LONDON (Reuters) – Britain’s economy will cast off some of the Brexit uncertainty that has held it back since 2016 after Prime Minister Boris Johnson’s election triumph, but the risk remains of another “cliff-edge” showdown with Brussels in a year’s time.
FILE PHOTO: Clocks in London’s Canary Wharf financial centre strike 07:00 GMT, marking the time the polls open for Britain’s general election, London, Britain December 12, 2019. REUTERS/Russell Boyce
With Britain’s exit from the European Union on Jan. 31 now a foregone conclusion, the question for investors is whether Johnson will stick to his campaign promise not to delay the end-of-2020 deadline for a new EU trade deal.
That deadline is widely seen as tough to meet, given the scale of issues to be resolved.
In the short term, the biggest election victory for Johnson’s Conservative Party since Margaret Thatcher’s 1987 triumph removes a major brake on growth: the deadlock in parliament over how, or even whether, to proceed with Brexit.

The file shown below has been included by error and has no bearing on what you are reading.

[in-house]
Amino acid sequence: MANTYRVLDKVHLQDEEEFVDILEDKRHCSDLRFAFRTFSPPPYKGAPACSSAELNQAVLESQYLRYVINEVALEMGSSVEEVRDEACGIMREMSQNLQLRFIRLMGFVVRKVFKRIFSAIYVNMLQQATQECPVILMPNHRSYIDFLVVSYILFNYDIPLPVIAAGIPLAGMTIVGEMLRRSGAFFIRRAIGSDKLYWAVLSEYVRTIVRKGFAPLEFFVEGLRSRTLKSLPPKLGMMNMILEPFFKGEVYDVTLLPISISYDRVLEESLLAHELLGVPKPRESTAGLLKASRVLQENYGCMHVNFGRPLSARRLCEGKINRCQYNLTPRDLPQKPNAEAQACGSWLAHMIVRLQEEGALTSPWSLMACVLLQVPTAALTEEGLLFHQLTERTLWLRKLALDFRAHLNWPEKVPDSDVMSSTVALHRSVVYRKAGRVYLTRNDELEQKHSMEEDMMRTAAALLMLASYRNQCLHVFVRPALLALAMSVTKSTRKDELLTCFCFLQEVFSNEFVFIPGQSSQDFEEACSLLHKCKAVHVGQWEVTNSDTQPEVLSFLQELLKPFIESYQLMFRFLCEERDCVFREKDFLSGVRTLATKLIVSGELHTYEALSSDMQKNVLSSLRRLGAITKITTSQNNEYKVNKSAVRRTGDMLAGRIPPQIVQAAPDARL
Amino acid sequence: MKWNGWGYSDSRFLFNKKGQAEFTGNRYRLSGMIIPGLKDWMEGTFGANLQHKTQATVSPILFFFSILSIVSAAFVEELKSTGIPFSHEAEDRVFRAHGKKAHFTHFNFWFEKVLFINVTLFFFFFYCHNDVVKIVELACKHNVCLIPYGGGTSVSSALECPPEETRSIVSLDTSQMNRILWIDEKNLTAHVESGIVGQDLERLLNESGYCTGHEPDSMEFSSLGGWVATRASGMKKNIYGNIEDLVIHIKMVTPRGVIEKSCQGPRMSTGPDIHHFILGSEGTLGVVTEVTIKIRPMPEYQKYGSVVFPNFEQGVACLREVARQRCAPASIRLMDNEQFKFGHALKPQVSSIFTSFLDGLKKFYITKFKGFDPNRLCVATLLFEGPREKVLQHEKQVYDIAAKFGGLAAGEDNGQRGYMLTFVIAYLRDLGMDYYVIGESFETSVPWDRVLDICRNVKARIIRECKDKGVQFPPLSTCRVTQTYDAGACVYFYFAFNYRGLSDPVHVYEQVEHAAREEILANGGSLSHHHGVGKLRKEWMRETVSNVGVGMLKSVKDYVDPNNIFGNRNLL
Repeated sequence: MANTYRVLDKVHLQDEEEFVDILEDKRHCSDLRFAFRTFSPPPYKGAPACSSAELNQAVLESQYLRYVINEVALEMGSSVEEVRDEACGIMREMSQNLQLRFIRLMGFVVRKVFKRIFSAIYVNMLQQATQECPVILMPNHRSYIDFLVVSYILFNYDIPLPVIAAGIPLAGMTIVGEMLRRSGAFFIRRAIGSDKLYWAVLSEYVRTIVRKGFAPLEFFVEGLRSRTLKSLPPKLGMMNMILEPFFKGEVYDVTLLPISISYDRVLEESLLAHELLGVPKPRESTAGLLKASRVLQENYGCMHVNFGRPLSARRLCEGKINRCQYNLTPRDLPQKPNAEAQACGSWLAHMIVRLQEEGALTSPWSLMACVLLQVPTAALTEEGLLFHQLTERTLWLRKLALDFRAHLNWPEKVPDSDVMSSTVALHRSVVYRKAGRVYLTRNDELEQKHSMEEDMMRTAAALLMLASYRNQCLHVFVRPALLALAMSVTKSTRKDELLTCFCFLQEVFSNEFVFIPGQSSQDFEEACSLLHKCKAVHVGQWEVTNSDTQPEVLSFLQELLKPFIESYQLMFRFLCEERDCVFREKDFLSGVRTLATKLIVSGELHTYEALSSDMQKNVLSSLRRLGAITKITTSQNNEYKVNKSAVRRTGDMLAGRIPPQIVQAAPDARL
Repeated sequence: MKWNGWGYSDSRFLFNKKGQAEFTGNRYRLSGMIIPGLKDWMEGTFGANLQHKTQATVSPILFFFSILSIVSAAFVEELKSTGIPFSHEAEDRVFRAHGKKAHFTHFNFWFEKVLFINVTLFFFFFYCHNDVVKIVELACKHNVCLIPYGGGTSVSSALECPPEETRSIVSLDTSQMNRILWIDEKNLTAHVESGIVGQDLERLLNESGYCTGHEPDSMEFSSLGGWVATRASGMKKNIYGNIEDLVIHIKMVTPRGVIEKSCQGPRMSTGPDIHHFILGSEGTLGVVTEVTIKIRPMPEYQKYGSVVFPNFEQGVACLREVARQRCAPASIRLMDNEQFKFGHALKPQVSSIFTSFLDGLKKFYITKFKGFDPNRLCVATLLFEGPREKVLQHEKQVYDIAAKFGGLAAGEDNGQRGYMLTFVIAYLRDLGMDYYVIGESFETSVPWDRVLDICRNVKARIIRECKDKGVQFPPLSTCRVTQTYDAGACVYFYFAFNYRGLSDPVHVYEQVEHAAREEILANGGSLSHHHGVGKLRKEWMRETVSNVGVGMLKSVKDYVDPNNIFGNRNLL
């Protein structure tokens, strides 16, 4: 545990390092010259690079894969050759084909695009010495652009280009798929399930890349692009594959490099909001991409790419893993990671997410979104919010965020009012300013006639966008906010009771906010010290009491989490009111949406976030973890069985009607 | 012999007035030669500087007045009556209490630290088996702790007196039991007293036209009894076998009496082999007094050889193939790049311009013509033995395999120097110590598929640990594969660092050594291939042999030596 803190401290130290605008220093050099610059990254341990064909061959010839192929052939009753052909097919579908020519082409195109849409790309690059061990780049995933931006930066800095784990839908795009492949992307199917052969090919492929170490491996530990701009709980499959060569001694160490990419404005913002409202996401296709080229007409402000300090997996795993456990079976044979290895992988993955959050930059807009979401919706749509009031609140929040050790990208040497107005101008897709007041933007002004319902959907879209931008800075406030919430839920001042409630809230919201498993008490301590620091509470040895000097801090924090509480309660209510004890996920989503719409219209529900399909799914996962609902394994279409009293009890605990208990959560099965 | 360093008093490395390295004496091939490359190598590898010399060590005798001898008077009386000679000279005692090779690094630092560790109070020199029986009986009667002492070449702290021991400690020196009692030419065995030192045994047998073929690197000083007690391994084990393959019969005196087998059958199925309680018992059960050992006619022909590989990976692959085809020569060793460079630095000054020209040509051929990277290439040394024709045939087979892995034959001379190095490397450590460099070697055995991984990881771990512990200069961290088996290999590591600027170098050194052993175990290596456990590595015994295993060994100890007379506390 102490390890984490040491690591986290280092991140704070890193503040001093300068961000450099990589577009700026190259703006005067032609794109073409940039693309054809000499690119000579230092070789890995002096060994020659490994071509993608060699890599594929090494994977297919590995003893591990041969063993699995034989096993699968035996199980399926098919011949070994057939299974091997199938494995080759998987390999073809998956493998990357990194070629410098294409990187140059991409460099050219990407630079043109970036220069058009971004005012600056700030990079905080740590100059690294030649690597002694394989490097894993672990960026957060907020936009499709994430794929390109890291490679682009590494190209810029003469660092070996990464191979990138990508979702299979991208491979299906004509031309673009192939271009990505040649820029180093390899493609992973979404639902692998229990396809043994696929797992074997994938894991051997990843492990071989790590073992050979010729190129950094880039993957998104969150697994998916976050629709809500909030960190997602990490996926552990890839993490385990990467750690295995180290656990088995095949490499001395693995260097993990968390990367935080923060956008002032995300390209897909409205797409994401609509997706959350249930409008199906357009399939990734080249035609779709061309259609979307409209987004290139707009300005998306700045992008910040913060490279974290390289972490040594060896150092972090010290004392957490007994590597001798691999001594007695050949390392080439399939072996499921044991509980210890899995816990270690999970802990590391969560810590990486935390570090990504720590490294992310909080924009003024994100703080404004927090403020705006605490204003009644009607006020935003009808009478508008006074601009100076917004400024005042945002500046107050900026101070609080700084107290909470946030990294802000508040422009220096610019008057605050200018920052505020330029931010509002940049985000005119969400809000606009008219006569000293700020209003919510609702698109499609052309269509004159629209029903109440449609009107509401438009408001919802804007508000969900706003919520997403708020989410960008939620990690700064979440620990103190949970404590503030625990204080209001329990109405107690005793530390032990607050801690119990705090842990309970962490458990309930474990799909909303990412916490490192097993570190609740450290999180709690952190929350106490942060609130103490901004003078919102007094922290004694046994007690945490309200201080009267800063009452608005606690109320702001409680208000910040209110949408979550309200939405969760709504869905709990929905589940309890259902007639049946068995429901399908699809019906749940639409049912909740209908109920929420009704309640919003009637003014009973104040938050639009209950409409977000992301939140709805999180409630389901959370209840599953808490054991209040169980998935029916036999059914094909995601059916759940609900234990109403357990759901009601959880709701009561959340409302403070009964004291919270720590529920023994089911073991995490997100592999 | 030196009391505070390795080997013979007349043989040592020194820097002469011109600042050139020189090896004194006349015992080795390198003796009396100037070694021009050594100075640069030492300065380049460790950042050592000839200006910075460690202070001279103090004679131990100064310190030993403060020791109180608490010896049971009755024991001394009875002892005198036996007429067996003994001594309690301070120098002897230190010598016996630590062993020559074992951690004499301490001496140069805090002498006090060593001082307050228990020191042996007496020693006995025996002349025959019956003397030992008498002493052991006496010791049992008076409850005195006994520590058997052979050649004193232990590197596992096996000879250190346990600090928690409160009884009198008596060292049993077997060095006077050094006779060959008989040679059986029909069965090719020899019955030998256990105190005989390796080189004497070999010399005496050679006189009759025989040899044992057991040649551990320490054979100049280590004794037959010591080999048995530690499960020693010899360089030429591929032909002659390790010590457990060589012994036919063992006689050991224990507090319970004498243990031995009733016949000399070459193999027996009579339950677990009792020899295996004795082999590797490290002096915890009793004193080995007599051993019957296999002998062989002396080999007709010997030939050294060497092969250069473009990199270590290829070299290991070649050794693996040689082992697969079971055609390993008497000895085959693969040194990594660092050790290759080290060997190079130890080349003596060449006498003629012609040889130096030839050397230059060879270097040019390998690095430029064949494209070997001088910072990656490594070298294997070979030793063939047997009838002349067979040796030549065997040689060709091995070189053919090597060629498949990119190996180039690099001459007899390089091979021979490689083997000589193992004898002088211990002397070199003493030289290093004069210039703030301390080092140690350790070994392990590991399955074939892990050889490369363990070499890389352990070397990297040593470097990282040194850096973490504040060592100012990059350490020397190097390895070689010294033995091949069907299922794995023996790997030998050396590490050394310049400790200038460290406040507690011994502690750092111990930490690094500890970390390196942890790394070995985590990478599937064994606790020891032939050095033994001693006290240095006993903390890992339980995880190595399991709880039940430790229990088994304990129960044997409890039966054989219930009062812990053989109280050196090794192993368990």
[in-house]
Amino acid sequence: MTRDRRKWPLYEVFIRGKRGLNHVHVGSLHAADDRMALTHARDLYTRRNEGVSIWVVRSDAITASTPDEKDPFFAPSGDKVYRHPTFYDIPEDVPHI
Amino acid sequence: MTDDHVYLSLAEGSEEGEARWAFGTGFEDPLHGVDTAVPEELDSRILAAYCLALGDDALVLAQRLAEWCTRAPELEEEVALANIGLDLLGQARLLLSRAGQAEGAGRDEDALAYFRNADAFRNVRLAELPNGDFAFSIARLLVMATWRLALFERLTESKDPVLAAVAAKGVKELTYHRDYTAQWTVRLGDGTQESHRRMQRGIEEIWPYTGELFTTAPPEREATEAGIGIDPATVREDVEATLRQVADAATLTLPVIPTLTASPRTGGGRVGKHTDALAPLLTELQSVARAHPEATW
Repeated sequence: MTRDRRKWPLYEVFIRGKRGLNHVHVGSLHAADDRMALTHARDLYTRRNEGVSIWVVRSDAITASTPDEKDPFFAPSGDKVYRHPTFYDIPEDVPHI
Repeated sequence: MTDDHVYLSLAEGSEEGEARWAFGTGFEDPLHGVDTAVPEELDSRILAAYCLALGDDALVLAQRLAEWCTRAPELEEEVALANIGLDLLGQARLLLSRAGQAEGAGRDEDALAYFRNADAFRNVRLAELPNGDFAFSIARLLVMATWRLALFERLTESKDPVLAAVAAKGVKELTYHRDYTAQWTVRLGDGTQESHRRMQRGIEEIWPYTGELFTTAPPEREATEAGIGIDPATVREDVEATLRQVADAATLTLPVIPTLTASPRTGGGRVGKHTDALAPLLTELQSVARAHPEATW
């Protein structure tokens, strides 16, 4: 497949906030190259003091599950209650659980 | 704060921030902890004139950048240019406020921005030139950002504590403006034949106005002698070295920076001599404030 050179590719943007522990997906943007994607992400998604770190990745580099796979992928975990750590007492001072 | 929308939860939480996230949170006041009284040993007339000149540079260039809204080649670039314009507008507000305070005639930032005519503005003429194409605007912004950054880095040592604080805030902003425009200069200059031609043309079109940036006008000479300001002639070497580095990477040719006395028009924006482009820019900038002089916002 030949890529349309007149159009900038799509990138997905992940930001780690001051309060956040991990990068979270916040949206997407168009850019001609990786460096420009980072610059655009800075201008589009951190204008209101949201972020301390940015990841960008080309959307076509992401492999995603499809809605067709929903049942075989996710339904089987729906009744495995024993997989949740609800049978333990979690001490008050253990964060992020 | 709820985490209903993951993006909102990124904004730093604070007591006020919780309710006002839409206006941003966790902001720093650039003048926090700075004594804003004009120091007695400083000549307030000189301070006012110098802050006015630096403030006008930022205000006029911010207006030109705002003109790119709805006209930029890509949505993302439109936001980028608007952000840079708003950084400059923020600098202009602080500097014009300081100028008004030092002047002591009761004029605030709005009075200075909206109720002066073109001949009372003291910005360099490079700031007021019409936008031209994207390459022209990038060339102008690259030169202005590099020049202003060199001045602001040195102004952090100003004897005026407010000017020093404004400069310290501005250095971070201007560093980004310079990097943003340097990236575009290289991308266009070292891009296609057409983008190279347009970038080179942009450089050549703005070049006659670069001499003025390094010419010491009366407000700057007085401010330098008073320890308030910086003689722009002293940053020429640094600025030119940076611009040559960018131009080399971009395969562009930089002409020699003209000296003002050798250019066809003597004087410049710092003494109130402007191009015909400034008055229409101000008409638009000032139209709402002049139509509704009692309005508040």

Johnson said in a victory speech on Friday that Britain would leave the EU on Jan. 31 “no ifs, no buts, no maybes.”
His election win also banishes the prospect of a sharp shift to the left under the Labour Party which promised nationalisations, more power for trade unions and a much bigger role for the state, which had worried many business leaders.
“For Brexit, this all means that Johnson’s deal will be ratified, most likely allowing the UK to leave the EU at the end of January,” economists at ING said in a note to clients.
“But more importantly, it could give the prime minister the political breathing room to ask for an extension to the transition period.”
The pound jumped by the most in nearly three years on the first sign of the scale of Johnson’s victory and shares in companies that rely on domestic British economy rose.